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Terence Corcoran seems determined to talk about Canadian Union of Public Employees (CUPE) members and ordinary citizens as if they are two different groups of people. As one in 60 people in Canada belong to CUPE, the distinction he is trying to make between our members and ordinary Canadians is absurd.

In his recent front-page National Post article (“Guess who’s running your city; CUPE’s power handcuffs mayors,” July 28), Mr. Corcoran attempts to paint a picture of relentlessly striking workers, and cities in constant labour turmoil. Yet last year, 955 contracts were successfully negotiated, and only six CUPE locals went on strike. Our members are not at all eager to strike, because they know the consequences of these work stoppages: They live, work and shop in the communities that are affected by them.

Mr. Corcoran’s column also makes the laughable claim that city jobs are for life. In reality, city workers are regularly victims to the contracting out of their work, as well as seasonal lay-offs that may or may not be followed by seasonal re-hirings. In many municipalities, it takes up to 15 years for outside workers to attain permanent status. If workers do hang on to their jobs, they have to fight for wage increases that track cost-of-living increases.

When speaking of the situation in Montreal West, it seems Mr. Corcoran hasn’t done his homework. Montreal West municipal workers, which he refers to as being newly added parts of the CUPE machine, have in fact been with CUPE for at least the last 15 years. And the allegation that CUPE members are refusing to do gardening work is simply false. This story was placed in the media by the municipal administration even before the flowers at issue were delivered to the municipality. Local 301 never refused to plant them.

Mr. Corcoran is right about one thing: The Canadian Union of Public Employees is leading the charge against the privatization of public services. He’s wrong, however, when he tries to give all the credit for this fight to me, CUPE’s national president. In reality, our 560,000 members across the country are themselves working every day to make sure that all Canadians have access to safe and reliable public services, and to keep these services under public ownership and management.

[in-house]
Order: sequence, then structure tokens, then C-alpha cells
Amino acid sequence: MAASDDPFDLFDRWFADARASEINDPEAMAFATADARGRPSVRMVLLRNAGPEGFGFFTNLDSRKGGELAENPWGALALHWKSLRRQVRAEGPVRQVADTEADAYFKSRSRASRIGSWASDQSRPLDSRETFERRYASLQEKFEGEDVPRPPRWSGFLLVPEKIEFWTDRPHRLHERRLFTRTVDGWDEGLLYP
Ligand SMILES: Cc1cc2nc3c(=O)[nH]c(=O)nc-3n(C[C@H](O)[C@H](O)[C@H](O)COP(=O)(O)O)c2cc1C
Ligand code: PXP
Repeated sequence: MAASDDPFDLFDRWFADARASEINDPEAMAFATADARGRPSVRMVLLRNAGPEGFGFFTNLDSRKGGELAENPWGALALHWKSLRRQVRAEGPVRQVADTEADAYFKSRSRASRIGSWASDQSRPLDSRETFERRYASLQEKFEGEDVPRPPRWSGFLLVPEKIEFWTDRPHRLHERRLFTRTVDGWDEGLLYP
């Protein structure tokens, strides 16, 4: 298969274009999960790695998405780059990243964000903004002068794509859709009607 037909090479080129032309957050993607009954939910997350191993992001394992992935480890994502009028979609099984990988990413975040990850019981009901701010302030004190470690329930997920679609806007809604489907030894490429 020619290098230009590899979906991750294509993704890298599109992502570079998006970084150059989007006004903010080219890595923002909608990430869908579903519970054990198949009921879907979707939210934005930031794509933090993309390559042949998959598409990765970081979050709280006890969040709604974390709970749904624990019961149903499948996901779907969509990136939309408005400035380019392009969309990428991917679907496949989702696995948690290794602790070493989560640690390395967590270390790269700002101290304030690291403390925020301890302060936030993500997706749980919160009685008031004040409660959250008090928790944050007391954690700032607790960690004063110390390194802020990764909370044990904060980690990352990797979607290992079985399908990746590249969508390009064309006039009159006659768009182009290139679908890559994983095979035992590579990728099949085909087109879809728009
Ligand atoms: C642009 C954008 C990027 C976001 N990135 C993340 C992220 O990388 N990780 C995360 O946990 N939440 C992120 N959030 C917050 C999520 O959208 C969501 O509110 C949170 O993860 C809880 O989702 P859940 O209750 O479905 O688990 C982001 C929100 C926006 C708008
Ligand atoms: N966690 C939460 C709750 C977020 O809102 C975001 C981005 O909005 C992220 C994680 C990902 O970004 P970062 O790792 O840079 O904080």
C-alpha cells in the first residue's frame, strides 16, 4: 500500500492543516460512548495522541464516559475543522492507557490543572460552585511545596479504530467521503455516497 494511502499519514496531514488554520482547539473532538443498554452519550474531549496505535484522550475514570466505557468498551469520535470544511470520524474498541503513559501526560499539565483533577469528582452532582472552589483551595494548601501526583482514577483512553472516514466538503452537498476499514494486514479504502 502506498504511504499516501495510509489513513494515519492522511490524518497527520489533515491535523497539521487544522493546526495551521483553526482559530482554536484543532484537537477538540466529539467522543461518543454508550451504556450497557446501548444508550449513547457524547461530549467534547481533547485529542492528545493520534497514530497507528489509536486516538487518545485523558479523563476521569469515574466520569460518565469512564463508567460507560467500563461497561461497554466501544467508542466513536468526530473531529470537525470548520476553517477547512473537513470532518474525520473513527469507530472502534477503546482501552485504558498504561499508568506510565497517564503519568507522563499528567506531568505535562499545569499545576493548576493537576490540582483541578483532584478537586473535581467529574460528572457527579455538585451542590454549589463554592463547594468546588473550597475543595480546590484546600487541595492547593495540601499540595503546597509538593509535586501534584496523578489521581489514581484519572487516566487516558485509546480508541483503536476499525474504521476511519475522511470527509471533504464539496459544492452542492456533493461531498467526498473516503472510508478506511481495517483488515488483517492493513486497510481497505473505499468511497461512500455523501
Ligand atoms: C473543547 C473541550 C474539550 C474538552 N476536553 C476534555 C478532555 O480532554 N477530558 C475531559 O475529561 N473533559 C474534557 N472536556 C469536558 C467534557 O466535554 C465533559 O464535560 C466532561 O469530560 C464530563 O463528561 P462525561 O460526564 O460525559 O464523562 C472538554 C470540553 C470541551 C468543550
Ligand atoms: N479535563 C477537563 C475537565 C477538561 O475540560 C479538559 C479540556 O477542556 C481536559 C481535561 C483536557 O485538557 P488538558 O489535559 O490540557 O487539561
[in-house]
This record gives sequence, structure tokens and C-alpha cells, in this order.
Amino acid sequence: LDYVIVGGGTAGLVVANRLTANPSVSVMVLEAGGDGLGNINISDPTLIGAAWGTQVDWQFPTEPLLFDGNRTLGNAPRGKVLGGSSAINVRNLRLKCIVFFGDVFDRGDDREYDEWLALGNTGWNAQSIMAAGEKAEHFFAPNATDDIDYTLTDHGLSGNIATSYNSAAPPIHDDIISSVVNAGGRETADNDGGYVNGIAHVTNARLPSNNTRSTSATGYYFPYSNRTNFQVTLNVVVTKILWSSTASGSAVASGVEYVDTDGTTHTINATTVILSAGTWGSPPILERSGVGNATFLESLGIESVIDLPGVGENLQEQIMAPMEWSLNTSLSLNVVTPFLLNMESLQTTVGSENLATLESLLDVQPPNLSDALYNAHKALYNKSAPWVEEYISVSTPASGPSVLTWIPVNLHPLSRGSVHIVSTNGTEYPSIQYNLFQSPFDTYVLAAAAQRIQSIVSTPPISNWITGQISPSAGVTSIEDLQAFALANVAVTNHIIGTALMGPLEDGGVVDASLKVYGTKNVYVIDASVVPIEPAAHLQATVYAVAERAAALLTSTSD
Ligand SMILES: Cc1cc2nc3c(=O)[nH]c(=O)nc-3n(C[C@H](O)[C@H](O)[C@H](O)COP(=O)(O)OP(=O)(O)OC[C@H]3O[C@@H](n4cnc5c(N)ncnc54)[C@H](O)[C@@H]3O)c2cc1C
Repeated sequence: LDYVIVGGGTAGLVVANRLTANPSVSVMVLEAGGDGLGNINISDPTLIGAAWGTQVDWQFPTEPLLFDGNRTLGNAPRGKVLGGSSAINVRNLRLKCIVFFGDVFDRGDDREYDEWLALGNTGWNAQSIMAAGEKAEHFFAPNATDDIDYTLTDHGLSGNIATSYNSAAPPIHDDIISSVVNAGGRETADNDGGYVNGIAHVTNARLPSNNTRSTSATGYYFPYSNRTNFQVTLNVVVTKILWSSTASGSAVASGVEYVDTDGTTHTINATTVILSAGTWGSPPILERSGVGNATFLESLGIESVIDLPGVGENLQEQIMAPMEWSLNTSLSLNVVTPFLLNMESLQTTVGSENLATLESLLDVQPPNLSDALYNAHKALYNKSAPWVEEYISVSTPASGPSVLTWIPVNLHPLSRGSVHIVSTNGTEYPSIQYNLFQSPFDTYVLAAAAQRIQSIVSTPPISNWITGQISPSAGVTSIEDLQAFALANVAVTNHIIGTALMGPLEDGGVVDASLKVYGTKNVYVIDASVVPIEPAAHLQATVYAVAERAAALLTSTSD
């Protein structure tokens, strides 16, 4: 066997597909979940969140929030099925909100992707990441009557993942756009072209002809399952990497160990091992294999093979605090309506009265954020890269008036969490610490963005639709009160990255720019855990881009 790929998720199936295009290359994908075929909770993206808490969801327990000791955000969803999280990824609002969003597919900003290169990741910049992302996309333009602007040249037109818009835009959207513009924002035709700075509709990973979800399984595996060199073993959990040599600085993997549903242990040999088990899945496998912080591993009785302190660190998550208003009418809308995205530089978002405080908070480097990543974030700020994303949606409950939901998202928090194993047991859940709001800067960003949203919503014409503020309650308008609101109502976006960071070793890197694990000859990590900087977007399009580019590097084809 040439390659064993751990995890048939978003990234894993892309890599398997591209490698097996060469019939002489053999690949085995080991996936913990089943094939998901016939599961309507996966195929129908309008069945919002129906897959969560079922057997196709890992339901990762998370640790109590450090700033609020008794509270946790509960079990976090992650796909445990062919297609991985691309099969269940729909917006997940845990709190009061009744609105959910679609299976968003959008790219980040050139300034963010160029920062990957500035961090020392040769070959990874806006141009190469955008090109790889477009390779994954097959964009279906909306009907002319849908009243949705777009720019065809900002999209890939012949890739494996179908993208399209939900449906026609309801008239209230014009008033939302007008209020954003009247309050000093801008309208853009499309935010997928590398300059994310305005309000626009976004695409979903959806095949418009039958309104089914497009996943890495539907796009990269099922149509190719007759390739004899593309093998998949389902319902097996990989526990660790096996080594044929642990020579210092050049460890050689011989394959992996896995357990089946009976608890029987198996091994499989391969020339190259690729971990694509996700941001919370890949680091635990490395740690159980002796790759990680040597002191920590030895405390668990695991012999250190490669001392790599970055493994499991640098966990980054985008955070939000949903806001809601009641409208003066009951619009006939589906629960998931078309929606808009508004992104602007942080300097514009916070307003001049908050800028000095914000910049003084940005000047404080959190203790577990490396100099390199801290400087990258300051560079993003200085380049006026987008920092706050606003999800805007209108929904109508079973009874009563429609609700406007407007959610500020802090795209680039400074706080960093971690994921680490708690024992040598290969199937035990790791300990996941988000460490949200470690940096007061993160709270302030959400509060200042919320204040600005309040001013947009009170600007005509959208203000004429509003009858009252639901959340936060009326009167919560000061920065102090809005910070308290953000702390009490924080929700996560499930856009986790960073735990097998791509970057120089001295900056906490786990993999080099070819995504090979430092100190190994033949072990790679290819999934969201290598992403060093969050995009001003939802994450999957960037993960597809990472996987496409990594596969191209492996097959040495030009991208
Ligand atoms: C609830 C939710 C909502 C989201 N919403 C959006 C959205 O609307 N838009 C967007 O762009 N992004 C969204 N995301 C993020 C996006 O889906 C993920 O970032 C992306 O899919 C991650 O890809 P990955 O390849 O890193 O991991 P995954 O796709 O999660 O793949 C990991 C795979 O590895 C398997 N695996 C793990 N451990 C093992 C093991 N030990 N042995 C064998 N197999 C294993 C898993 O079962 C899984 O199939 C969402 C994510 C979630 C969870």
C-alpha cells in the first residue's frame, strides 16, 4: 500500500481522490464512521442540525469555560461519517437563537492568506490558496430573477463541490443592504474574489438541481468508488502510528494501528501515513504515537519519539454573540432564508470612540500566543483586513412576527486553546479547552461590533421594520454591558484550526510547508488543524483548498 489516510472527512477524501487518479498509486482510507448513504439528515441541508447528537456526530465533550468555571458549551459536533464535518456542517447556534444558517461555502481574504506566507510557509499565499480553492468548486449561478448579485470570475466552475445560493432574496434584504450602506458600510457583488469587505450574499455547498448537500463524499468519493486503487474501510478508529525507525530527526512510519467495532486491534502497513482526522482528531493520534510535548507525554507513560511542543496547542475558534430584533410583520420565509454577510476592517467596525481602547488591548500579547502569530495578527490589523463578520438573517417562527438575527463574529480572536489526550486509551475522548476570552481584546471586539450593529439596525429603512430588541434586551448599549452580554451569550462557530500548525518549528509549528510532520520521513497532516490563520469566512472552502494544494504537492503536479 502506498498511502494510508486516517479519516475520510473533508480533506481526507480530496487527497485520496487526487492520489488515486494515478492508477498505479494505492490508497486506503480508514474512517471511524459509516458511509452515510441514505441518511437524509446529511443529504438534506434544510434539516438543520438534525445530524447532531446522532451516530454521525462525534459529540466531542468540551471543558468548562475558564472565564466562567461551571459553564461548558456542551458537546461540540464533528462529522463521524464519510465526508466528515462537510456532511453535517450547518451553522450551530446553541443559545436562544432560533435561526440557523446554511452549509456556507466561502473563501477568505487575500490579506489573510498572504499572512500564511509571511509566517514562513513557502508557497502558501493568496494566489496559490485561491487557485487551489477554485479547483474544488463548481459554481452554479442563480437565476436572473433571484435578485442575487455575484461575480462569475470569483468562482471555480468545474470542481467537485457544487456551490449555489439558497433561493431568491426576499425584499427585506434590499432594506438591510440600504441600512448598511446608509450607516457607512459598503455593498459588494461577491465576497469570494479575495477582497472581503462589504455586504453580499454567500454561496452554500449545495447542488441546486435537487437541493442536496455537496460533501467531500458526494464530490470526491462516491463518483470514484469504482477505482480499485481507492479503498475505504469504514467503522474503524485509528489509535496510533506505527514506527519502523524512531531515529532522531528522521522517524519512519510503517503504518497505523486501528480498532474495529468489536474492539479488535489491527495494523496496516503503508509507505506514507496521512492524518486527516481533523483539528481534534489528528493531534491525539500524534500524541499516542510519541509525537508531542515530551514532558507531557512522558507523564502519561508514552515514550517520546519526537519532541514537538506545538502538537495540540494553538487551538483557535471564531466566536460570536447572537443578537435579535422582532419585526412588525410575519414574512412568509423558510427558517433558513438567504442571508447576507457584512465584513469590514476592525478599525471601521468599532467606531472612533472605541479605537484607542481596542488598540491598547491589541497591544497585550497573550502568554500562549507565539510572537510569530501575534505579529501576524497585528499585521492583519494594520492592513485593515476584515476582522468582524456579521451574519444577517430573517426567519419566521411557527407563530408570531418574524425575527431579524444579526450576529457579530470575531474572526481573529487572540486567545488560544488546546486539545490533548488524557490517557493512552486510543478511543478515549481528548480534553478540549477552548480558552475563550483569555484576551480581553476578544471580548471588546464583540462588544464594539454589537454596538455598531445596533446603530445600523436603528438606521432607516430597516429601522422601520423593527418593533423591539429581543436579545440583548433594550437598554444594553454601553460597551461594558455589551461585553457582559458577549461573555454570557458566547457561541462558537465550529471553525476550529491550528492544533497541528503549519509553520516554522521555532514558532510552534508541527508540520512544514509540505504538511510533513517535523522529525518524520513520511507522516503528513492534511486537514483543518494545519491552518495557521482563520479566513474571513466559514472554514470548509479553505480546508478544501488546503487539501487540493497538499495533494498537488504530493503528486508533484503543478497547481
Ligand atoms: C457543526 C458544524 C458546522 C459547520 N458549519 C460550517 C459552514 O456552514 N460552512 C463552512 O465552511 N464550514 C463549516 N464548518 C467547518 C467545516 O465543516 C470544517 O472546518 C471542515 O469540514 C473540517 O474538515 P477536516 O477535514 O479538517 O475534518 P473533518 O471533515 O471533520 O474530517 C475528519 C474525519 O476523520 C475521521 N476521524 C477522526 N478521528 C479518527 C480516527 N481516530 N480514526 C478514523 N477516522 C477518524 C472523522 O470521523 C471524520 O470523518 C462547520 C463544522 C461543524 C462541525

This fight is a difficult one, because municipalities are constantly expected to do more with less. It is true that our cities are facing budget crises. These crises, however, are not the result of CUPE’s bargaining of fair contracts for our workers. Rather, they are a result of the downloading of costs to municipalities that used to be looked after at the federal and provincial level. Mr. Corcoran uses Toronto as an example, so I will too. The amount of the current budget shortfall in Toronto equals the cost of delivering social services that the city has just been made responsible for.

Years of cutbacks and underfunding have created an infrastructure deficit in Canada estimated at $100-billion and growing by at least $2-billion a year. Urban populations are growing, and as a result the need for public services is increasing. The only thing shrinking is the pool of money that mayors and councillors are able to draw from to meet the needs of their citizens.

Stephen Harper’s Conservatives think the solution to this situation is simple. They are pushing privatization initiatives, even going so far as to say that cities won’t be eligible for funding unless they can prove that they’ve undertaken the expensive process of preparing a Public-Private Partnership (“P3”) proposal.

This political trend continues, despite the reality that P3 projects aren’t saving taxpayers any money. In fact, all over Canada, P3s have resulted in delays, cost over-runs, bankruptcies, lack of public control and, in the end, higher costs for the public and the public sector. Despite rosy financial projections and provisions for risk transfer, when these schemes fail, governments and the public are left shouldering the responsibility and the higher costs.

Canadians - CUPE members included - want, need and support public services. And CUPE is committed to doing everything it can to ensure this is what Canadians get.

Paul Moist is national president of the Canadian Union of Public Employees.

This opinion piece appeared in the National Post, July 31, 2007